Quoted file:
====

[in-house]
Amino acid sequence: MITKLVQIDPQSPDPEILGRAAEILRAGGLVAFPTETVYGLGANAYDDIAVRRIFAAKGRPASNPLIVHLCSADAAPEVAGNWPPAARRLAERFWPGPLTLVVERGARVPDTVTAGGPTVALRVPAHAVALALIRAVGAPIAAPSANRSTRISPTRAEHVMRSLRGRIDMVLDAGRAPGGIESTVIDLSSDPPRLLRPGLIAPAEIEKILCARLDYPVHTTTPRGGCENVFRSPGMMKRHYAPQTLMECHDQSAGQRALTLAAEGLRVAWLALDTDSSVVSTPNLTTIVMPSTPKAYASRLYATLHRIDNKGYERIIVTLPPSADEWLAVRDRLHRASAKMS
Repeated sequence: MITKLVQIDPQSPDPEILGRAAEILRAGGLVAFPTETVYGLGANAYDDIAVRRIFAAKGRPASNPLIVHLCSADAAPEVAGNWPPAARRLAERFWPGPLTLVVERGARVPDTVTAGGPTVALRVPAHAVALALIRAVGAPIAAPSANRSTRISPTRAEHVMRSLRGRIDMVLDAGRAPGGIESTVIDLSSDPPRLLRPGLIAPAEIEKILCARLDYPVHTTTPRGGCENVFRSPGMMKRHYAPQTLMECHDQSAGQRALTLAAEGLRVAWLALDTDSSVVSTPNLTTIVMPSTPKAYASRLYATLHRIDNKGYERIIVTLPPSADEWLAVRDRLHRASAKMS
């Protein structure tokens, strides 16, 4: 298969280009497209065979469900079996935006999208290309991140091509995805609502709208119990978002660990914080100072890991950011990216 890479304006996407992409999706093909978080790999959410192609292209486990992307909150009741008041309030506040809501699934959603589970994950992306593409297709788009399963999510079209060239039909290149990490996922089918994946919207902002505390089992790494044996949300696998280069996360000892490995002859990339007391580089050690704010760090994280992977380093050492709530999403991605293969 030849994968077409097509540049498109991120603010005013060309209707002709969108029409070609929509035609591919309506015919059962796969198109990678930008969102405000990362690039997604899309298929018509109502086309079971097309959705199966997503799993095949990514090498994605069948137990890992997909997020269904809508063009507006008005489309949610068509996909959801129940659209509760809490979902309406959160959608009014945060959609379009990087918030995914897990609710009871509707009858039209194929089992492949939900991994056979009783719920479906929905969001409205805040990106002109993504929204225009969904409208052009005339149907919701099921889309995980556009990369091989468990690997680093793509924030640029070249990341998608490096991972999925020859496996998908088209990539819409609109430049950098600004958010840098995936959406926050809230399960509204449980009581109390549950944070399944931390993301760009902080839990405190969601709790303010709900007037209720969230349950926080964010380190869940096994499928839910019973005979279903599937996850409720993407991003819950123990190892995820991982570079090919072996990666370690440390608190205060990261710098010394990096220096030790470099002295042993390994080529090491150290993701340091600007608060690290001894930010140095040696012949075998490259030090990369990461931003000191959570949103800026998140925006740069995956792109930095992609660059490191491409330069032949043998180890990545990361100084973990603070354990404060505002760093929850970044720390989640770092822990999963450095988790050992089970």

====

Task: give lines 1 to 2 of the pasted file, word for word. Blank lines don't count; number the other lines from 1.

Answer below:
[in-house]
Amino acid sequence: MITKLVQIDPQSPDPEILGRAAEILRAGGLVAFPTETVYGLGANAYDDIAVRRIFAAKGRPASNPLIVHLCSADAAPEVAGNWPPAARRLAERFWPGPLTLVVERGARVPDTVTAGGPTVALRVPAHAVALALIRAVGAPIAAPSANRSTRISPTRAEHVMRSLRGRIDMVLDAGRAPGGIESTVIDLSSDPPRLLRPGLIAPAEIEKILCARLDYPVHTTTPRGGCENVFRSPGMMKRHYAPQTLMECHDQSAGQRALTLAAEGLRVAWLALDTDSSVVSTPNLTTIVMPSTPKAYASRLYATLHRIDNKGYERIIVTLPPSADEWLAVRDRLHRASAKMS